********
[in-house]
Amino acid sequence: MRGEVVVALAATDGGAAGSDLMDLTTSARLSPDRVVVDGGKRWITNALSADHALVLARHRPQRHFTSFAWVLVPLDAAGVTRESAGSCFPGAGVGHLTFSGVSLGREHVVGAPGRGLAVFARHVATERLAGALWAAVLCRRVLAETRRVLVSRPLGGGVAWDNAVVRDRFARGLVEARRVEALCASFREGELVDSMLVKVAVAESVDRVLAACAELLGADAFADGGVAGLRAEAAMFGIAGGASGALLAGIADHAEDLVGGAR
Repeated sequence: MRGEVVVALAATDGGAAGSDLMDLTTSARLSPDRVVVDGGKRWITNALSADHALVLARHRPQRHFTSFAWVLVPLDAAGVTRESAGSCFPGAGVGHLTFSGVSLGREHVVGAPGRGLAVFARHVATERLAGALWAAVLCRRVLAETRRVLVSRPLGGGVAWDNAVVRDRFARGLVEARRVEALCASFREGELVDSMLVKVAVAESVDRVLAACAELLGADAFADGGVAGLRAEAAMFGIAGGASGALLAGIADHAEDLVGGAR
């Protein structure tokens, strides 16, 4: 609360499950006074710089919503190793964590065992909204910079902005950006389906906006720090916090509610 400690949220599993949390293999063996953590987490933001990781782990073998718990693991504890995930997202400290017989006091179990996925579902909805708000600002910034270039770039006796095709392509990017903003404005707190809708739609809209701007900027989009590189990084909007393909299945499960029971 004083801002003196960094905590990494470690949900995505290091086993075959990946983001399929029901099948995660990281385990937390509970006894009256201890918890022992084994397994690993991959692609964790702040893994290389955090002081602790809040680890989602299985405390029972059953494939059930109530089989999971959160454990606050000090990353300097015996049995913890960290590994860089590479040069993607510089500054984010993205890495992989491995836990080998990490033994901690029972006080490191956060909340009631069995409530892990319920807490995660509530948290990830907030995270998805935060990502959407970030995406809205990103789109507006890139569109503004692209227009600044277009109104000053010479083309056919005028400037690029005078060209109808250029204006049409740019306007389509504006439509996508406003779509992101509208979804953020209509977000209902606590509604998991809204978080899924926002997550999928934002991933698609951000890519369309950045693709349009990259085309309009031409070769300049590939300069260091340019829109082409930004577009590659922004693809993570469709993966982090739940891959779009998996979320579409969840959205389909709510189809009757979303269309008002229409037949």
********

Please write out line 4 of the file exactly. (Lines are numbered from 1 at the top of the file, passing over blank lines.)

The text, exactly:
């Protein structure tokens, strides 16, 4: 609360499950006074710089919503190793964590065992909204910079902005950006389906906006720090916090509610 400690949220599993949390293999063996953590987490933001990781782990073998718990693991504890995930997202400290017989006091179990996925579902909805708000600002910034270039770039006796095709392509990017903003404005707190809708739609809209701007900027989009590189990084909007393909299945499960029971 004083801002003196960094905590990494470690949900995505290091086993075959990946983001399929029901099948995660990281385990937390509970006894009256201890918890022992084994397994690993991959692609964790702040893994290389955090002081602790809040680890989602299985405390029972059953494939059930109530089989999971959160454990606050000090990353300097015996049995913890960290590994860089590479040069993607510089500054984010993205890495992989491995836990080998990490033994901690029972006080490191956060909340009631069995409530892990319920807490995660509530948290990830907030995270998805935060990502959407970030995406809205990103789109507006890139569109503004692209227009600044277009109104000053010479083309056919005028400037690029005078060209109808250029204006049409740019306007389509504006439509996508406003779509992101509208979804953020209509977000209902606590509604998991809204978080899924926002997550999928934002991933698609951000890519369309950045693709349009990259085309309009031409070769300049590939300069260091340019829109082409930004577009590659922004693809993570469709993966982090739940891959779009998996979320579409969840959205389909709510189809009757979303269309008002229409037949």